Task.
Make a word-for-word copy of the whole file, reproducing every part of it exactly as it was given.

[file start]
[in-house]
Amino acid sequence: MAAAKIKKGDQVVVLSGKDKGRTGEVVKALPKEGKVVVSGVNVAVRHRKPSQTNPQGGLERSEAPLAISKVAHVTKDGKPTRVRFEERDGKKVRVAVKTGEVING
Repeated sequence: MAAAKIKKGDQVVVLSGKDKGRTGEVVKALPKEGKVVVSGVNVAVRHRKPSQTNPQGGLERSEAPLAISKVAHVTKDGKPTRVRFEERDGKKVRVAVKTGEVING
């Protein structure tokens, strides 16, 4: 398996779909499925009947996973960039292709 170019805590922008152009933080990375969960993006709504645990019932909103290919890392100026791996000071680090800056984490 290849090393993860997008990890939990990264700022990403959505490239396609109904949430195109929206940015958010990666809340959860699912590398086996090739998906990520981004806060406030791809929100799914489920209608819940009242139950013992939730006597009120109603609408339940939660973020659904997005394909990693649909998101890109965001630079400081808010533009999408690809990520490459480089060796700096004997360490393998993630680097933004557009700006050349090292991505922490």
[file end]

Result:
[in-house]
Amino acid sequence: MAAAKIKKGDQVVVLSGKDKGRTGEVVKALPKEGKVVVSGVNVAVRHRKPSQTNPQGGLERSEAPLAISKVAHVTKDGKPTRVRFEERDGKKVRVAVKTGEVING
Repeated sequence: MAAAKIKKGDQVVVLSGKDKGRTGEVVKALPKEGKVVVSGVNVAVRHRKPSQTNPQGGLERSEAPLAISKVAHVTKDGKPTRVRFEERDGKKVRVAVKTGEVING
């Protein structure tokens, strides 16, 4: 398996779909499925009947996973960039292709 170019805590922008152009933080990375969960993006709504645990019932909103290919890392100026791996000071680090800056984490 290849090393993860997008990890939990990264700022990403959505490239396609109904949430195109929206940015958010990666809340959860699912590398086996090739998906990520981004806060406030791809929100799914489920209608819940009242139950013992939730006597009120109603609408339940939660973020659904997005394909990693649909998101890109965001630079400081808010533009999408690809990520490459480089060796700096004997360490393998993630680097933004557009700006050349090292991505922490």